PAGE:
A scene like from forgotten times. A group of adult people is gathered around a table – and doing handicrafts. Not handicrafts for the non-profit bazaar of the community center or the like. Here bottles are smashed and the broken pieces are put into hardening material. They were later to crown the outer wall and protect the Institute for German Language and Culture from attacks. Because you always have to reckon with that in Central Asian Uzbekistan, a playground for warlords, bandits and Salafists. You won’t find it on any atlas, nor on Google Earth. But somehow it slipped between Uzbekistan, Turkmenistan and Tajikistan, apparently overlooked by the geographers for centuries… But not by German foreign policy, who set up an exclave of Germanic culture here and then more or less left it to herself. Five Germans and one local are tasked with introducing the Kisbeks to the German language and culture. In a lost position, with the smallest possible budget, under difficult, even threatening conditions, in a dilapidated building that once served as the embassy to the lost GDR.
The BBC three-part “Ambassadors” was probably the source of inspiration
“Idea and book: Robert Löhr” is in the credits, and so it is probably one of these miraculous coincidences that occur more frequently in Germany that the eight-part series “Das Institut – Oase des.” Failure ”has certain similarities with the three-part“ Ambassadors ”broadcast by the BBC in 2013. Its action leads to equally fictional Tazbekistan, which is located in the same part of the world. The British ambassador working there is no fool, but often overwhelmed. Who would not be if decisions had to be made like whether to campaign for an armaments contract worth billions or for the freedom of a political prisoner threatened with the death penalty? “Ambassadors” addressed weighty domestic and global political issues in a satirical guise. A form with a long tradition in Great Britain, including films series such as “Yes, Minister”, “Yes, Prime Minister” and “The Thick of It”, based on the ZDFneo production “Eichwald, MdB”. The books of “Ambassadors” were not worked on the fast punch line in high frequency; the authors Rupert Walters and James Wood always left room for sensitive human drama. Not only the protagonists of “The Institute – Oasis of Failure”, but also the producers obviously had to make do with significantly less money than their British counterparts. So the viewer’s forbearance is required if the establishing shots do not match the location and the action is reduced to a few rooms.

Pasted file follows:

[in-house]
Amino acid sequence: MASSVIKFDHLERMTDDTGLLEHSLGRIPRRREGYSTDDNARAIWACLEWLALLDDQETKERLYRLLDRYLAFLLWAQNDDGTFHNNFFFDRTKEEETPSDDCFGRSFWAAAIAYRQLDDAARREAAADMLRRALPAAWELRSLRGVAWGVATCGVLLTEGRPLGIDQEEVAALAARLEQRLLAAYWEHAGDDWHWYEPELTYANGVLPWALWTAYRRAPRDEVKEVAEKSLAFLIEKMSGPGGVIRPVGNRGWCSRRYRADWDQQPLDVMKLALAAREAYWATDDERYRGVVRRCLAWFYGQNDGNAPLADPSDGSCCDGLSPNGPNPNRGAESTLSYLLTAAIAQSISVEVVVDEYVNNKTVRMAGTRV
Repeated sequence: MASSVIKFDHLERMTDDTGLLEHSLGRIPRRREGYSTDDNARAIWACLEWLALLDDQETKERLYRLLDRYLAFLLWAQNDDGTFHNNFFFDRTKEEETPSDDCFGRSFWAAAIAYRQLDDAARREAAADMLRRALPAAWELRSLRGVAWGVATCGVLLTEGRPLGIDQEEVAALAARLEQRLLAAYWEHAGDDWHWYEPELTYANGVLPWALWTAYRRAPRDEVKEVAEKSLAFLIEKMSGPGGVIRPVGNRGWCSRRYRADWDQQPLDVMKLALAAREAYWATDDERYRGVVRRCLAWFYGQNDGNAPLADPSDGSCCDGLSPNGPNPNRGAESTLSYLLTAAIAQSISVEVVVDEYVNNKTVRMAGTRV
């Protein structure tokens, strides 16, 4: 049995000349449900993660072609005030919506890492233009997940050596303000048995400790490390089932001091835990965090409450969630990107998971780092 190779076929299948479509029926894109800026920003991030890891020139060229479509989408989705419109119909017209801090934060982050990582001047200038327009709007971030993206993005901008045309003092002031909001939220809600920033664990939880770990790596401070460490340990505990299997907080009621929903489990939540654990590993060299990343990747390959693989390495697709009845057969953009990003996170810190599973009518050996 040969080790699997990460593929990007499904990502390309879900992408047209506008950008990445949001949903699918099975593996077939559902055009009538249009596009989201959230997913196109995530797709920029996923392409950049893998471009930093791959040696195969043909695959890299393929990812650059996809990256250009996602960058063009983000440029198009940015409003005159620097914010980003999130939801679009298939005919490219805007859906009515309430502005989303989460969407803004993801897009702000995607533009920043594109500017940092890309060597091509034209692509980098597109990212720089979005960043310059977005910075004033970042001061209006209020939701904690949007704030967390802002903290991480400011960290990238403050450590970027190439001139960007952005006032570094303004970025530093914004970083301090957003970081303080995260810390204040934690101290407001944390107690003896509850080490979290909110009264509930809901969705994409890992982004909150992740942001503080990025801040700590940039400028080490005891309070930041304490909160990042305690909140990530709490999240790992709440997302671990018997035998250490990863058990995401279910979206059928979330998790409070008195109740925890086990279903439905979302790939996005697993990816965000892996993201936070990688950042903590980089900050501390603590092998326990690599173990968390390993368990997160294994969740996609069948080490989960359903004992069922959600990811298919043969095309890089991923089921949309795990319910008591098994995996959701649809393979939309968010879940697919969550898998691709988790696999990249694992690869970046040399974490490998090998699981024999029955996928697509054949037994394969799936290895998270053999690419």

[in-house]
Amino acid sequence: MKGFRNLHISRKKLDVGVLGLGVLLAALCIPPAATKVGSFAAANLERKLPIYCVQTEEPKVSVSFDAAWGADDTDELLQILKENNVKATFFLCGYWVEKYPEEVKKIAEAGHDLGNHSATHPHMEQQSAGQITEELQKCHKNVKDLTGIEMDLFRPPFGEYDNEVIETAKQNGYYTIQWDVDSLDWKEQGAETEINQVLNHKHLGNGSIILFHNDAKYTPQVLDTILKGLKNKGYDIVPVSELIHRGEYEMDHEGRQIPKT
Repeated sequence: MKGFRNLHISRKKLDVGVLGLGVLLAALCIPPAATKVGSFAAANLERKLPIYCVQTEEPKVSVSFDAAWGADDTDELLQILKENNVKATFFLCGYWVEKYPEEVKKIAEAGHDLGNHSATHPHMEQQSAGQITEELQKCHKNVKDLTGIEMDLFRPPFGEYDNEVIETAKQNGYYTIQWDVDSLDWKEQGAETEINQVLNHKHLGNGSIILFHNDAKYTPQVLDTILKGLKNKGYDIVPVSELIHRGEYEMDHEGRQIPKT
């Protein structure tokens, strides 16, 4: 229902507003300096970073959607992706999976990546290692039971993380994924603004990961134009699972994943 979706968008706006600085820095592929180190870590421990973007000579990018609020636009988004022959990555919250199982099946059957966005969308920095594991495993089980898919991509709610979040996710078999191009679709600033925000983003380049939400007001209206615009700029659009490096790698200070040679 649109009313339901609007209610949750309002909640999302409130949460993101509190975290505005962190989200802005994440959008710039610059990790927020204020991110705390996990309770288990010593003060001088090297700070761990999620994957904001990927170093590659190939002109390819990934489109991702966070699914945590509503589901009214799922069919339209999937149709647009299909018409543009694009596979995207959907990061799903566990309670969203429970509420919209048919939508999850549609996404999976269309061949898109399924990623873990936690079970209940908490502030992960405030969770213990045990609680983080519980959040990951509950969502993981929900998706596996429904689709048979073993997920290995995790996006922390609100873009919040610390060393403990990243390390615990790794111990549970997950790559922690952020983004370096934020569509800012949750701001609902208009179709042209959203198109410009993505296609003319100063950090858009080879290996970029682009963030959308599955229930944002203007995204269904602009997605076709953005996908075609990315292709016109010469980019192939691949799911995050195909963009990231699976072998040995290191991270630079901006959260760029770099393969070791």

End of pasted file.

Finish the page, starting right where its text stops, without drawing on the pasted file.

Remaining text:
The self-imposed compulsion to punch line is not always good for the joke
The German staff is much closer to the caricature than the British diplomats, who are also wonderfully played. The head of the institute, Dr. Anneliese Eckart (Christina Große) turns out to be ignorant. Her constantly sweating deputy Johannes Gmeiner (Rainer Reiners) is fairly competent, but resigned, but thrives when he can argue with the librarian Margarete Hoffmann (Swetlana Schönfeld), who filled the bookshelves with GDR literature, once with the Stasi was and is still attached to the old ideology. They have an ominous emergency case that contains a handful of semtex, among other things. This woman is not afraid of anything, not even of mountain peoples who are keen to shoot. Nadja Bobyleva as German teacher Jördis Otto gives the naughty, naive idealist, Robert Stadlober the cultural struggles with his sexual orientation, a prevented theater genius. The local Haschim Abdali (Omar El-Saeidi) works for the institute out of conviction and affection for Otto and is constantly but to no avail to arouse the Germans’ interest and understanding of the Kisbek way of life and the special problems of the civil war country. It is also biting here, whereby a self-imposed compulsion to punch is noticeable, with the result that many a gag, even if successful, appears to be imposed. As armed volunteers storm the institute, Gmeiner reports: “We have an undesirable visitor.” – “Steinmeier?” – “No, not so undesirable either.” When the German teacher Jördis Otto says goodbye to her class with a small speech, she comes to the conclusion : “The German language is like Uzbekistan – dry and contradictory and full of undiscovered mines.” Eckart’s distinction between diplomats and cultural attachés is also of delicate quality: “The diplomats do it because of the money. And we because of the money. “